In Defense of Spiders


Most people are at least a little afraid of spiders. They appear out of nowhere, carving a dent in a once pleasant day. Perhaps you call for help, or perhaps you’re courageous, wrap it in a tissue grave and close your eyes. We wipe the blood off our hands and move on, perhaps a little shaken, but our lives quickly recover from the fear.

For the spider however, its time has ended; and for what? To relieve our temporary discomfort? Are we as humans really so selfish as to embrace this as a way of life? I understand that this seems dramatic. In reality, a spider has an incredibly small impact in this world. Squishing a spider once in awhile is not going to ruin the ecosystem. One could even argue that this is the way the world was designed. But it’s more than simply maintaining the delicate balance of the natural world. In not killing spiders, we are given the opportunity to rise above the parameters of nature and use the uniqueness of humanity for a common good.

As humans, we tend to flaunt our superiority over other species. This gift of consciousness gives us rights to rule the natural world as we see fit. The spider doesn’t need to live because the human is threatened by it. But shouldn’t our consciousness, what makes us uniquely human, exempt us from the animalistic killing instincts? Through this consciousness, humans do indeed achieve a level of superiority over the rest of the animal kingdom. However, with this superiority comes responsibility.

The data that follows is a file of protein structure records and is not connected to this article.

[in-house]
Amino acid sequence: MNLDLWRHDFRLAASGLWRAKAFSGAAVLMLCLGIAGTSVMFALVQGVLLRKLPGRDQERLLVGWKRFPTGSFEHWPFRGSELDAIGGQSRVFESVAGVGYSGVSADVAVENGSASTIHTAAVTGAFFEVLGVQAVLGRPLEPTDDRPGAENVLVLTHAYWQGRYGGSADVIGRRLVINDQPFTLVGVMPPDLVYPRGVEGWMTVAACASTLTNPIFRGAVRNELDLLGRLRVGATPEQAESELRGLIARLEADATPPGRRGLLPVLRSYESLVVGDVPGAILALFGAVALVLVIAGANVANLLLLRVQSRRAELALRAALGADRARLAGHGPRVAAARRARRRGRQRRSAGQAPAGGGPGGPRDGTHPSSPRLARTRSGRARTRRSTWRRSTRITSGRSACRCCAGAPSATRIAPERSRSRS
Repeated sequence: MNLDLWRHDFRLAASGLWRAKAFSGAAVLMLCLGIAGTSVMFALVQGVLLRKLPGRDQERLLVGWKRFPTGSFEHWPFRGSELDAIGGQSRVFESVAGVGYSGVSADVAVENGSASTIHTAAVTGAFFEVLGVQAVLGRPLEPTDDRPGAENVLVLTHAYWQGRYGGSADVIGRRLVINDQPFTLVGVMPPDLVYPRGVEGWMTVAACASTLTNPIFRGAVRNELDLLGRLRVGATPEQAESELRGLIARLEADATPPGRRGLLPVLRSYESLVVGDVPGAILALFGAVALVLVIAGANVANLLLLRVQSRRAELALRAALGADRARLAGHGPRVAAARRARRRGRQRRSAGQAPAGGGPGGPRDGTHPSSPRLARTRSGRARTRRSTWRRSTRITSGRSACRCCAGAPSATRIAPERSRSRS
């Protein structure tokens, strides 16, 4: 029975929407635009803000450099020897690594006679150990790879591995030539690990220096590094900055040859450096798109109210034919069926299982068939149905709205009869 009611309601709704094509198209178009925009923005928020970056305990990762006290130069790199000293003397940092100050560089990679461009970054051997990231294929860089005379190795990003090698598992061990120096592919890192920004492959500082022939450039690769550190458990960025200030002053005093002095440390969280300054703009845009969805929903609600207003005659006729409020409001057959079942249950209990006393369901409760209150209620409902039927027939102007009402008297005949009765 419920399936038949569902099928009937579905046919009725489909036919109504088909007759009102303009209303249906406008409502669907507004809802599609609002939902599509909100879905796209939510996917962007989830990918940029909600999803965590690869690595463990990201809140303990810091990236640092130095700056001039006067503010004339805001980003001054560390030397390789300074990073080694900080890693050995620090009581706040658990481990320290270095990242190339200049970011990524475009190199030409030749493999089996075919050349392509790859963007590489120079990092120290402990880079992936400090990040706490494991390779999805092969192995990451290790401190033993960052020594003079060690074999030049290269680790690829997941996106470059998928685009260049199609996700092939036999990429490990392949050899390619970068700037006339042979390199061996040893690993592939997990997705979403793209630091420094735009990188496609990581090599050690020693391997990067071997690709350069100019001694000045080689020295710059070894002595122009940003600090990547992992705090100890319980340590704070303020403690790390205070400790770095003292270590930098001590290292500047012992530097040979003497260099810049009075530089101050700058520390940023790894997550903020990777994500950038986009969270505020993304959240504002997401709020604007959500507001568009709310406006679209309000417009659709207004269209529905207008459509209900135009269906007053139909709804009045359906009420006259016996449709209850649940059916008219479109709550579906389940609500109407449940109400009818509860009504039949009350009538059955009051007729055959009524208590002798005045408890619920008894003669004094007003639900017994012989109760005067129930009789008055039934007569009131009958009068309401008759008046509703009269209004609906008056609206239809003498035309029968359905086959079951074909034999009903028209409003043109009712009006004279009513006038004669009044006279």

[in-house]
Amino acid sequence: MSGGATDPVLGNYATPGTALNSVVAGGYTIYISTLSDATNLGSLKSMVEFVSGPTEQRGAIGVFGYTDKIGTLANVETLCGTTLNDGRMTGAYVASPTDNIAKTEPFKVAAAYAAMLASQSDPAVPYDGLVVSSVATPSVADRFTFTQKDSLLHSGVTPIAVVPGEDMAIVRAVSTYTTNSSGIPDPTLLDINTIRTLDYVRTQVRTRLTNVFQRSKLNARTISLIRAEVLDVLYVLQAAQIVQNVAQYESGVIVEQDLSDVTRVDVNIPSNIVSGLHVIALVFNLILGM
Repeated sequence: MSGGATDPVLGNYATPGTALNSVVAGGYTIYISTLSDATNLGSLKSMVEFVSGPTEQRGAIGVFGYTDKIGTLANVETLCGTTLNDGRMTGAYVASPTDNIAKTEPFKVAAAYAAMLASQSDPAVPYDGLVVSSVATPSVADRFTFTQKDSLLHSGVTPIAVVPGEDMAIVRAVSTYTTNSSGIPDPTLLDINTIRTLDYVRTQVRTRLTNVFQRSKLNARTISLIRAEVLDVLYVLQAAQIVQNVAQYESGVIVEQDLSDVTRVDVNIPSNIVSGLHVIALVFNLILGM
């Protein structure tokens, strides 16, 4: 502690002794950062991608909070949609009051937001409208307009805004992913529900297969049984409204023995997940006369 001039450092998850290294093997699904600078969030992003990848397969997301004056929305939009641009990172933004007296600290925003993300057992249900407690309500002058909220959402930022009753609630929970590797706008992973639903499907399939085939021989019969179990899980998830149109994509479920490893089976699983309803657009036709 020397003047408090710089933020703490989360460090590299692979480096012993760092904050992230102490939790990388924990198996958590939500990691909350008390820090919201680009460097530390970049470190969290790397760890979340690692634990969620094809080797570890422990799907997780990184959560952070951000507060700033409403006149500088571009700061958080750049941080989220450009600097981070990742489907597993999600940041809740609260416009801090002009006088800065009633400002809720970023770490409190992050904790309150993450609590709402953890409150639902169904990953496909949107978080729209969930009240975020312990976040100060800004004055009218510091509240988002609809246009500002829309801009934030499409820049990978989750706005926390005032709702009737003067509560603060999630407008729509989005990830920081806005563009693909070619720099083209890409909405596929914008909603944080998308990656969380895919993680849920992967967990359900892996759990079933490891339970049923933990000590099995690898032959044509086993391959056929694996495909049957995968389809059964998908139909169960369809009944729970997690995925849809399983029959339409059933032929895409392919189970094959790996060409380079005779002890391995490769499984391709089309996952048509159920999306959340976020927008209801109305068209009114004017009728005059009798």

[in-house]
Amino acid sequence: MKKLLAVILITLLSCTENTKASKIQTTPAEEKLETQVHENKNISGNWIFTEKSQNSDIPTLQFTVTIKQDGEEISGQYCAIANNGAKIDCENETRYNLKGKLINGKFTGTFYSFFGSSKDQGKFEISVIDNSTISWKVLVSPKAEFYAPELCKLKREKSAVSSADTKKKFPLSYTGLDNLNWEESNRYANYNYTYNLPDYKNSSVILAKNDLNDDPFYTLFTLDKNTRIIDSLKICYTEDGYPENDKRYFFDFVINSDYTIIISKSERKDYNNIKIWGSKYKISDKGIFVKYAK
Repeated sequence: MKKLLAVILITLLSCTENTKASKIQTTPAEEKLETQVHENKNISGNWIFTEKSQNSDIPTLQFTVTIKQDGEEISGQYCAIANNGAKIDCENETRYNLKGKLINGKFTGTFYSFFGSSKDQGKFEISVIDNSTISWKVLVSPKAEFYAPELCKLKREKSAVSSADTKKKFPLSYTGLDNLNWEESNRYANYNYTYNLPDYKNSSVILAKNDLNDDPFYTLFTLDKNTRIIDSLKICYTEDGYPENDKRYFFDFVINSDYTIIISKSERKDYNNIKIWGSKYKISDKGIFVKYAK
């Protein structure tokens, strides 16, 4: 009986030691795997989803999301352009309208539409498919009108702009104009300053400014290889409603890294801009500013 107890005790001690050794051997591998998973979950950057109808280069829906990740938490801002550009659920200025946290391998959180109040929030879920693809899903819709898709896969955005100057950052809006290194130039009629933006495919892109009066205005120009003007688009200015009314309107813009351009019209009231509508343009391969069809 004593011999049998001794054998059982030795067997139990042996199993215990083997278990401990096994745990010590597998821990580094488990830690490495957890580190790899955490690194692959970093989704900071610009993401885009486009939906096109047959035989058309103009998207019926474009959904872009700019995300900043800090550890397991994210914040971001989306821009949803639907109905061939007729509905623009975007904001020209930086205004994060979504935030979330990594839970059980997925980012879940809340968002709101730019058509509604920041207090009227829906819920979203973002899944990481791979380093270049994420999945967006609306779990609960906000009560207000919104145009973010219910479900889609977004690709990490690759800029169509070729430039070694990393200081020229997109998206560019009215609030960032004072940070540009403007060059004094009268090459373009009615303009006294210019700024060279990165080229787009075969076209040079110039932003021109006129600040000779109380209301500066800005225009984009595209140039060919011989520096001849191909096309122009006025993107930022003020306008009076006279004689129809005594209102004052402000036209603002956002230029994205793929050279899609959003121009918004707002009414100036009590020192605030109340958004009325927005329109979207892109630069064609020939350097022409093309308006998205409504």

Our consciousness gives us the ability to logically assess a situation outside of our instincts. It’s impossible for a spider to have any malicious intentions. It doesn’t show up in your shower because it wants to see the fear in your eyes. Its only goal is survival. Like us, it wants to exist in peace: to be well fed and warm. Unlike us, it lacks the consciousness to be able to avoid those who are less than fond of it. Why should a spider die because of the way it was created? When you set it free, you overcome your animal instincts and accept the responsibility of humanity: not to rule the natural world, but to take care of it.

We can apply this thinking to our human interactions as well. We live in a world built on competition. It seems as if one cannot rise to the top without pushing others to the bottom. One might argue that this is the natural way of things, but isn’t it our humanity that allows us to transcend these natural ways of being? If we can muster up the consciousness to ignore the inferiority of something so insignificant as a spider, can we not ignore the perceived inferiority of something so valuable as another human being?

The natural world may live in accordance with “the survival of the fittest,” but we, as humans, are privileged to be able to ignore this is in a social context. Not killing a bug, like helping another person, is all about respect. When you take a moment to set a spider free, you glorify its existence. It becomes easier to respect inferior insects and your human equals. We don’t need to compete for survival. Let those who are fallen rise, and let the spiders, even if they are only insignificant fear mongers, live.


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